Consultants and attorneys have some suggestions for eliminating as many trouble spots as possible:

  • Craft a clear-cut, comprehensive written policy. Mercer’s Faulkner says the policy need not be applied to all employees, but it must be applied consistently within a class of employees.

    The written policy allows employers to set limits, says Carol Sladek, work/life consultant at Hewitt Associates, an HR consulting firm in Lincolnshire, Ill. Sladek says less than 25 percent of the employers the consulting firm works with have a written policy.

    “A lot of this [is approved] at management discretion,” Sladek says. “You don’t have the consistency if you’re doing it at managers’ discretion, and employees may feel it’s not fair.”

    Sladek recommends the written policy state the number of days that can be borrowed, the permissible reasons for borrowing and a statement that, when resigning, the employee must reimburse the company for a negative time-off balance. She also suggests stating the formula that will be used to calculate the amount owed for borrowed time.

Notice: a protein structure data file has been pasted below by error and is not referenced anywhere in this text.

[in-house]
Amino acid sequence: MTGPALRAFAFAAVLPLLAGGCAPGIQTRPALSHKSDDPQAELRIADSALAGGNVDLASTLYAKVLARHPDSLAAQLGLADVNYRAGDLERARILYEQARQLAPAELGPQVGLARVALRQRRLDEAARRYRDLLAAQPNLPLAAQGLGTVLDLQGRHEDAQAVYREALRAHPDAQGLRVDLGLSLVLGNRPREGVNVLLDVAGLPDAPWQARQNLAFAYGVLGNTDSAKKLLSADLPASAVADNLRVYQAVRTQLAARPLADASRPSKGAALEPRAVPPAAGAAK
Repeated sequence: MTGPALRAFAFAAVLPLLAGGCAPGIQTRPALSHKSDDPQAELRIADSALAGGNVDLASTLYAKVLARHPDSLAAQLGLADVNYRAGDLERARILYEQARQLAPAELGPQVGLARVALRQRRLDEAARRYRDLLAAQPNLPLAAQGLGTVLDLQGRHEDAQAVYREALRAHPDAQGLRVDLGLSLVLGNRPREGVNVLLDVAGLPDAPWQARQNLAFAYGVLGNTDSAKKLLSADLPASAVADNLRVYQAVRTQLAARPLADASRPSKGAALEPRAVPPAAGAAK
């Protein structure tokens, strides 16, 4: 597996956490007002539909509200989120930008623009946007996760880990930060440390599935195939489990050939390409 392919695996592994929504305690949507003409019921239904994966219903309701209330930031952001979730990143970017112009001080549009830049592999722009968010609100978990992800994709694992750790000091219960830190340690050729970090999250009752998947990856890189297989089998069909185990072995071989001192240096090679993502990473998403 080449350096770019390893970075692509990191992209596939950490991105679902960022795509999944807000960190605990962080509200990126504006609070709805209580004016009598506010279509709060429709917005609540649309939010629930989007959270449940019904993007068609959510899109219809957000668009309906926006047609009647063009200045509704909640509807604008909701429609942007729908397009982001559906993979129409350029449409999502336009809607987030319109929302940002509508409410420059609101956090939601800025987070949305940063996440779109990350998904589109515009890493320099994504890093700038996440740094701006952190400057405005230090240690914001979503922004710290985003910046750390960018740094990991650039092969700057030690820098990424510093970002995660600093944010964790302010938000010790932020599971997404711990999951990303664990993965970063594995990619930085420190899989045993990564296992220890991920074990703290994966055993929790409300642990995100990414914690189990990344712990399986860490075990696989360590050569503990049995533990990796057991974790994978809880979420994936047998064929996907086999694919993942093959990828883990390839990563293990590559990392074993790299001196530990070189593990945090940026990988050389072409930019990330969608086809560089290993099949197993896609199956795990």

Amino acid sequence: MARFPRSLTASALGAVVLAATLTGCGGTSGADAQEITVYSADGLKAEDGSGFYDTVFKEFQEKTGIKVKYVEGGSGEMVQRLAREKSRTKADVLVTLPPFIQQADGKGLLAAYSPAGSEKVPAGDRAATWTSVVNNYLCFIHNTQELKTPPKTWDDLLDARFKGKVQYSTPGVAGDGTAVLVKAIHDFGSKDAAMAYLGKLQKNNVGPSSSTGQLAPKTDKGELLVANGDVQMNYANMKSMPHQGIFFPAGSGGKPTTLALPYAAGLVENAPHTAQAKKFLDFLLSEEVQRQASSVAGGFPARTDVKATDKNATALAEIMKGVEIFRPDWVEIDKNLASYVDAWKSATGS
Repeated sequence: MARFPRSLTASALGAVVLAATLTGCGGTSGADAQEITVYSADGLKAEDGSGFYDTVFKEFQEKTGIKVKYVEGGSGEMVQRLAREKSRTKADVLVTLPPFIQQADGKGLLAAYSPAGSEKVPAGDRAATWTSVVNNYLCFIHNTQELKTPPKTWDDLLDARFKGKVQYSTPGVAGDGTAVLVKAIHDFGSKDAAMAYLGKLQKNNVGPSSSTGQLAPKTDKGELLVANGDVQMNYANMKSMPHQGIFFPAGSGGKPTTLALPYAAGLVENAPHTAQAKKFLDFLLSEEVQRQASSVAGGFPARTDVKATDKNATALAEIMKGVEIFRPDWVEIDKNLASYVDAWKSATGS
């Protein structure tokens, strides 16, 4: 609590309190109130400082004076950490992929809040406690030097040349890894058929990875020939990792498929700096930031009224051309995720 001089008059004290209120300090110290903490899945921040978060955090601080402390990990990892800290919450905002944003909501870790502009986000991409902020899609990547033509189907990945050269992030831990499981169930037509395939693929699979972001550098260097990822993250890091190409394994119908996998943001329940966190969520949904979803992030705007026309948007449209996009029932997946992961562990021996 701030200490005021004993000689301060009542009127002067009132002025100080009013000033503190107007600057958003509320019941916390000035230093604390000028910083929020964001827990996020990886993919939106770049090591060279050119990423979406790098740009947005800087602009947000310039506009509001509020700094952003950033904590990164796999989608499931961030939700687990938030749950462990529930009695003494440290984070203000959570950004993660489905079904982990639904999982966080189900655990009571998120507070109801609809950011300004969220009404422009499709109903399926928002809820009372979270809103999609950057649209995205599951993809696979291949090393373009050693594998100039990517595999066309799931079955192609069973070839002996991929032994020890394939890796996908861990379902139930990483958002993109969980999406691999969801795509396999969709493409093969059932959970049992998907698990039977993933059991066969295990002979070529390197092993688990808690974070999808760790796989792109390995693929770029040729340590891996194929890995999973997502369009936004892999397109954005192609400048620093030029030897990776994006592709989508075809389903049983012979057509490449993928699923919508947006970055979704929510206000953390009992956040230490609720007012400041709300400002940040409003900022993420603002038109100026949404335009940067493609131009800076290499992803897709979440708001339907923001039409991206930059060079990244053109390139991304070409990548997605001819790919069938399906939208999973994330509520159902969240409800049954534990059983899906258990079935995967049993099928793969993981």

Another element Trudeau says should be written into the policy is a set of guidelines that will be used in granting permission to borrow leave. The guidelines should be applied consistently and should take into account a department’s staffing needs, the employee’s disciplinary and attendance records, and length of service or passage of the probationary period.

  • Know the law. Because of what consultant Wolff describes as “a very dynamic” legislative landscape relating to borrowing against unaccrued time and recouping time owed, she advises companies to check with their employment lawyers about state law. (According to the National Conference of State Legislators, California and Maine have statutes that mandate that when an employee leaves a job owing vacation time to the employer, the employee must pay it back. New Hampshire passed legislation effective Jan. 1 that allows employers to go after the unrecouped vacation time if there is a prior written agreement with the employee. For more information on issuing final paychecks in accordance with state wage laws, see “The Unkindest Cut”.)

Attorney Levine says how the issue of recouping time is resolved varies not only by state law but sometimes also by federal guidelines. A 2004 opinion letter issued by the U.S. Department of Labor says employers can deduct advanced vacation time from an employee’s final paycheck if the employee is advised in advance, according to Levine.

For that reason, employers should clearly state in their policies that they “reserve the right, consistent with state and federal law,” to deduct unreimbursed time from employees’ paychecks, Levine says. Specify the value of the time the employee is receiving, what the employee is expected to pay back and on what schedule, and the consequence of not doing so.